Cape Town  -  McGregor

Mc Gregor Village
Western Cape

The old manse

The old manse belonging to the Dutch Reformed Church

Mc Gregor is a small village at the foot of the Riviersonderend mountains with its nearest neighbour being Robertson about 20 kilometres away. In earlier times before the village was formed the San used to travel through the area on foot making their way to the sea. Situated on the edge of the Little Karoo the village has a similar climate to that of the Karoo. Summers are hot and winters can get cold especially when snow falls on the surrounding hills.

Dutch Reformed Church Mc Gregor

Dutch Reformed Church Mc Gregor

The land in the area is good for farming and in the early 1700's this fact lead to people migrating into the area to farm. When South Africa was being colonised the Dutch people were very religious and every where they established a village a church was normally built. In fact it was normally the other way around as a church was established in an area and the village grew up around it.

In the early 1800's as people moved out of Cape Town into the interior of South Africa there were no churches to attend. The farmers then used to gather in a village where a visiting preacher was preaching to attend his services and enjoy a communion service. As time passed services in certain villages became more regular and farmers built themselves houses in the village where they could stay while attending church services.

Die Trein an old Nagmaal house still standing in Mc Gregor

These houses became known as “ Nagmaal houses” (Nagmaal being communion) Mc Gregor became one of the villages where the farmers gathered and today one of the Nagmaal houses named “Die Trein” is still in existence in the village.. When the village of Mc Gregor was officially proclaimed in 1862 the land in the village was divided up into 2.5 hectare plots and sold by auction to 19 smallholders and farmers. To influence sales the auctioneers when advertising the plots for sale stated on their posters that the main road to Cape Town from the north would probably pass through the village. The road never materialised so Mc Gregor has always remained on the outskirts of civilisation.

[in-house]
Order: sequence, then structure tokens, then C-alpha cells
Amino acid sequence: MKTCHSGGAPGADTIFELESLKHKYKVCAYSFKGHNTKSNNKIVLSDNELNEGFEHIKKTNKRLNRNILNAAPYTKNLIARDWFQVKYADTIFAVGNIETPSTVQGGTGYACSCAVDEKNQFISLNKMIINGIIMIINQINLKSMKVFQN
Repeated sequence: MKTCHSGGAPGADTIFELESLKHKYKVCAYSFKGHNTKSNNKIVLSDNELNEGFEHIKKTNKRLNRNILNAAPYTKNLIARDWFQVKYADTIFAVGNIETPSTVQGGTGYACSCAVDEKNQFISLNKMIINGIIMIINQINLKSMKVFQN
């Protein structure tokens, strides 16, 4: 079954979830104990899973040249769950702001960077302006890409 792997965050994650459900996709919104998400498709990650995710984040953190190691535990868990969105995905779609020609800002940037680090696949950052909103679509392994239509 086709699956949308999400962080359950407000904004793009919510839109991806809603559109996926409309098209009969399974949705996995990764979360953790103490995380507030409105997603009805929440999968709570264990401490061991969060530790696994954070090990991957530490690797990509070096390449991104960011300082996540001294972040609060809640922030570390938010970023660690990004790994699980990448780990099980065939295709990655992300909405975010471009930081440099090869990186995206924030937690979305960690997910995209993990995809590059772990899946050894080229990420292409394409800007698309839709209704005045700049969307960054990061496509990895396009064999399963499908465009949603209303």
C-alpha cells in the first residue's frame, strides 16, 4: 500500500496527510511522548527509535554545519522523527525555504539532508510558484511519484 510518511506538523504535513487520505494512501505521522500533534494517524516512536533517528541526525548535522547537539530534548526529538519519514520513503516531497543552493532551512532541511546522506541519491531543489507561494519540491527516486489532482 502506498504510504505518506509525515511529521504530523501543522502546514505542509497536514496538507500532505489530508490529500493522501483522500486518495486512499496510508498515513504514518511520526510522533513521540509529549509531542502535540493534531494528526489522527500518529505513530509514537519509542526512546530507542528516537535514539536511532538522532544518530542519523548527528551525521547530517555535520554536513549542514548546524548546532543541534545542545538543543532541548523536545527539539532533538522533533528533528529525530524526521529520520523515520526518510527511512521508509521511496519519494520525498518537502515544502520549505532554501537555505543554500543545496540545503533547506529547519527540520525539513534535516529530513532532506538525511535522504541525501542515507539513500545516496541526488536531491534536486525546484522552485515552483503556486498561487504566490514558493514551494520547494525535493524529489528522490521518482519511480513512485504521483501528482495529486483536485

When the village was first established it was known as Lady Grey, being named after the estranged wife of Sir George Grey a British governor to the Cape. The name Lady Grey caused much confusion to the post office and the authorities of the Cape as there was another town situated in the Eastern Cape also named Lady Grey. Fortunately for the authorities in 1904 the congregation of the newly built Dutch Reformed Church decided to name their new parish after their beloved minister the Rev. Andrew McGregor who had retired after 40 years service to the community. The village then became known as Mc Gregor.

In 1906 the authorities decided to accept the new name and officially changed it to Mc Gregor thus solving the problem that had arisen with two towns having the same name. Today a 100 years later the village still stands and many of its historical buildings are still to be seen. To perpetuate the historical building styles that were used in the early years of construction an aesthetics committee has been set up by the Local Authorities to draw up building guidelines for future construction. The village however has not changed much over the years and the old water system of stone canals along the streets is still used today supply to households with water for their gardens. Drinking water is piped to homes.

The village has always had a coloured population but of late the area has been discovered by whites who are buying up properties that come up for sale and are converting them to country holiday homes. Today the population of the village numbers about 3000 souls with a predominance of coloured folk. To preserve some of the history of the village a museum has been established in the main street and there are some interesting exhibits to be seen. A brochure about Mc Gregor sums up the village as follows:

A 19th century village dreaming away in a quiet valley at the end of a road going nowhere. Here the rush and bustle of the city seems far far away. Mc Gregor, a village lost in time, a place for reflection, a place for healing and a place once visited you may never want to leave.

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Mc Gregor